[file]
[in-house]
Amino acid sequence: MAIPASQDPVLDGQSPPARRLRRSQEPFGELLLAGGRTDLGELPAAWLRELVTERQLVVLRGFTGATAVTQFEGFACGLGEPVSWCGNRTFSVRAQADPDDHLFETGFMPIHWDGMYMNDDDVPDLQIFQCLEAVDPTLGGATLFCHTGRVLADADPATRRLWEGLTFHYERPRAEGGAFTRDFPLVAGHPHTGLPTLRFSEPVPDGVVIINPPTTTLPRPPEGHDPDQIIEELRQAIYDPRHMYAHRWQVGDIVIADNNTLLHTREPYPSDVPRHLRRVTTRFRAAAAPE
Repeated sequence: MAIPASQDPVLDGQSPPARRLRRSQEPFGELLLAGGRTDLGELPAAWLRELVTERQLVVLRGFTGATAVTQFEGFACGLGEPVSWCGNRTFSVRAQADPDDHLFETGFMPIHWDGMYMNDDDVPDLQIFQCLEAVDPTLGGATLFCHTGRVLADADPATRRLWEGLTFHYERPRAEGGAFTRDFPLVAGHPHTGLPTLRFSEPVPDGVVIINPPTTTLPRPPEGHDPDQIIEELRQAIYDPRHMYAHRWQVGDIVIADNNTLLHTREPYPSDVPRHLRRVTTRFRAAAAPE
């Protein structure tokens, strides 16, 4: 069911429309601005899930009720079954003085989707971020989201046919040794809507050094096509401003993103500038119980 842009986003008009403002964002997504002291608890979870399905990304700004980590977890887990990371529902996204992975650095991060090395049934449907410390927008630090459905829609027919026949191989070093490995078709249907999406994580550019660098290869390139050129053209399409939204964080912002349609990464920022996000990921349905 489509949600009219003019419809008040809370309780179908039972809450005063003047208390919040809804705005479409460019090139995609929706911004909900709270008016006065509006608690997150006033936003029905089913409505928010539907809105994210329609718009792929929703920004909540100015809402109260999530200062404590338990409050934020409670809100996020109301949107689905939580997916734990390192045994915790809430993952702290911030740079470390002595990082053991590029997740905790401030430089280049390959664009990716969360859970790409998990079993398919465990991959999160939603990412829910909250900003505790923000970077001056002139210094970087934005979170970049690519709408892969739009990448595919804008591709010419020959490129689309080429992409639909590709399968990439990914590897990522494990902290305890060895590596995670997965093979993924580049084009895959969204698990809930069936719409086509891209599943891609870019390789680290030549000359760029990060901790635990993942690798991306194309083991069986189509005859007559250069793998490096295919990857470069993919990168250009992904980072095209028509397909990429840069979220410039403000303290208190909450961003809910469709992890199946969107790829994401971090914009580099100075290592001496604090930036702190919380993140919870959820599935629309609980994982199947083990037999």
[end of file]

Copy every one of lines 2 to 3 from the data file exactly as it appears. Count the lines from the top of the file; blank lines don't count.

Amino acid sequence: MAIPASQDPVLDGQSPPARRLRRSQEPFGELLLAGGRTDLGELPAAWLRELVTERQLVVLRGFTGATAVTQFEGFACGLGEPVSWCGNRTFSVRAQADPDDHLFETGFMPIHWDGMYMNDDDVPDLQIFQCLEAVDPTLGGATLFCHTGRVLADADPATRRLWEGLTFHYERPRAEGGAFTRDFPLVAGHPHTGLPTLRFSEPVPDGVVIINPPTTTLPRPPEGHDPDQIIEELRQAIYDPRHMYAHRWQVGDIVIADNNTLLHTREPYPSDVPRHLRRVTTRFRAAAAPE
Repeated sequence: MAIPASQDPVLDGQSPPARRLRRSQEPFGELLLAGGRTDLGELPAAWLRELVTERQLVVLRGFTGATAVTQFEGFACGLGEPVSWCGNRTFSVRAQADPDDHLFETGFMPIHWDGMYMNDDDVPDLQIFQCLEAVDPTLGGATLFCHTGRVLADADPATRRLWEGLTFHYERPRAEGGAFTRDFPLVAGHPHTGLPTLRFSEPVPDGVVIINPPTTTLPRPPEGHDPDQIIEELRQAIYDPRHMYAHRWQVGDIVIADNNTLLHTREPYPSDVPRHLRRVTTRFRAAAAPE